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A business leader needs to be intelligent enough to gather, synthesise and interpret large amounts of information; and to be able to create visions, solve problems and make correct decisions based on this information. Business leaders need to know how to explain the essentials of what matters in regards to the mechanics of the business. But this requirement does not necessarily translate in to the need for superior intellectual intelligence. Earlier beliefs on leadership assumed that leaders were born which would imply a strong link with intelligence. However more recent research suggests that leaders can be made. According to Kouzes and Posner (2002), "leadership is not the private reserve of a few charismatic men and women. It is a process ordinary people use when they are bringing forth the best from themselves and others". Goleman et al (2003) suggests that we need to strip away conventional notions of what it means to be intelligent by examining how key personality traits can lead to measurable success.
Predicting leadership success involves something more complex and subjective than isolating a person's level of intellectual intelligence. Trait theory takes the view that there is a set of personal traits that differentiate leaders from non-leaders. An early trait mentioned for effective leaders includes intelligence, however more recently contributors such as Jim Collins in his book Good to Great as well as Daniel Goleman point to the importance of emotional intelligence, self awareness and integrity, as well as an emphasis on drawing out the best from your people as opposed to always having to have the answers as a leader. Trait theory is somewhat limiting because leadership effectiveness varies greatly depending on situational factors and the types of people being led. As a result intellectual intelligence is not a universally accepted requirement for effective leadership. Instead it is more useful to isolate the critical situational factors and key competencies that affect leadership effectiveness.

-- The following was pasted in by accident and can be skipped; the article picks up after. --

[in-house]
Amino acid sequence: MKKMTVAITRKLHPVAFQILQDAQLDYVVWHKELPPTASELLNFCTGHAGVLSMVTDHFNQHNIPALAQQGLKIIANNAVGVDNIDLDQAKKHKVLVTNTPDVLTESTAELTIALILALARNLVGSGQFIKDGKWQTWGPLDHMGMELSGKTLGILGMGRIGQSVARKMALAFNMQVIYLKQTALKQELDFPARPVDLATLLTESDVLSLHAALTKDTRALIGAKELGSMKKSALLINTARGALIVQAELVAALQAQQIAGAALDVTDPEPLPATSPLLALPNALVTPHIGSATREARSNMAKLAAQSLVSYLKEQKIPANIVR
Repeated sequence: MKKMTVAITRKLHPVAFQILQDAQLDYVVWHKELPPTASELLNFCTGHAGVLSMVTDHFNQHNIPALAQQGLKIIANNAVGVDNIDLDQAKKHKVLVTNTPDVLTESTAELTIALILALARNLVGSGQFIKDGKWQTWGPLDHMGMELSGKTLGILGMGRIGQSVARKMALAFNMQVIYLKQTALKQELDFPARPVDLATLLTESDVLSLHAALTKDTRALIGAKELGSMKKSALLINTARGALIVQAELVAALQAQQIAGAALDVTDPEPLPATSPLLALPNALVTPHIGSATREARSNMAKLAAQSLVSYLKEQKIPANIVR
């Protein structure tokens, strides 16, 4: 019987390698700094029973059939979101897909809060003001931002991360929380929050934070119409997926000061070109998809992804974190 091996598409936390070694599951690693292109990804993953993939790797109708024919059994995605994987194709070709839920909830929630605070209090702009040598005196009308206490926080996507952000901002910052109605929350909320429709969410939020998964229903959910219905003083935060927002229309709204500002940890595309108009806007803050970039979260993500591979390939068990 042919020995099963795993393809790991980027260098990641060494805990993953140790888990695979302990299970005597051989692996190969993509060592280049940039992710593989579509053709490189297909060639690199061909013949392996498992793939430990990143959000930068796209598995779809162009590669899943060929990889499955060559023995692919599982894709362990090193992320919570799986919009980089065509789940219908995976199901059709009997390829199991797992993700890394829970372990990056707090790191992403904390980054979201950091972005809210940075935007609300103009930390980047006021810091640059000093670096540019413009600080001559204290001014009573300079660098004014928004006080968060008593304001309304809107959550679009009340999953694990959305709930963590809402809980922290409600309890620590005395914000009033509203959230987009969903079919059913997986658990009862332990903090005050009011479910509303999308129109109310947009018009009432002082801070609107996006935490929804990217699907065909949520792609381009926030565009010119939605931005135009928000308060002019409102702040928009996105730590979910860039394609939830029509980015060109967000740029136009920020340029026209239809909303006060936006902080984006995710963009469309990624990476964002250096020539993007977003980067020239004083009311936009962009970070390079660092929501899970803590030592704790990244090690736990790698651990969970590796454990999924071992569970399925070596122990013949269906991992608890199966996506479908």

In my own career I have seen and worked with some very intelligent and gifted managers, technicians and even so called leaders. They excel in getting a technical or procedural task done proficiently and beyond expectations. However, when it comes to interacting, leading and communicating with others, both within and outside of their team, they fall well short. This in turn impacts on their overall ability to be effective in a team environment and seriously affects the overall team's effectiveness. Based on this experience as a leader and a manager, in addition to my studies in Leadership and Management, I have learnt to recruit and build my team based on character traits, attitudes and where possible emotional intelligence as opposed to technical competencies. In his book "The Emotionally Intelligent Workplace" Goleman states that organisations need to hire for emotional intelligence along with whatever other technical skill or business expertise they are seeking. When recruiting I have found that it is most useful to ask candidates to provide examples of a time when they have displayed emotional intelligence in the workplace. The very way in which the candidate responds to this question provides an insight to their level of emotional intelligence and their capacity to operate in this way. I can train for technical skills relatively easily however it is much harder and time consuming to try and change a person's internal makeup and attitude. Indeed, with many people this is an impossible task unless they decide to make the conscious choice to change.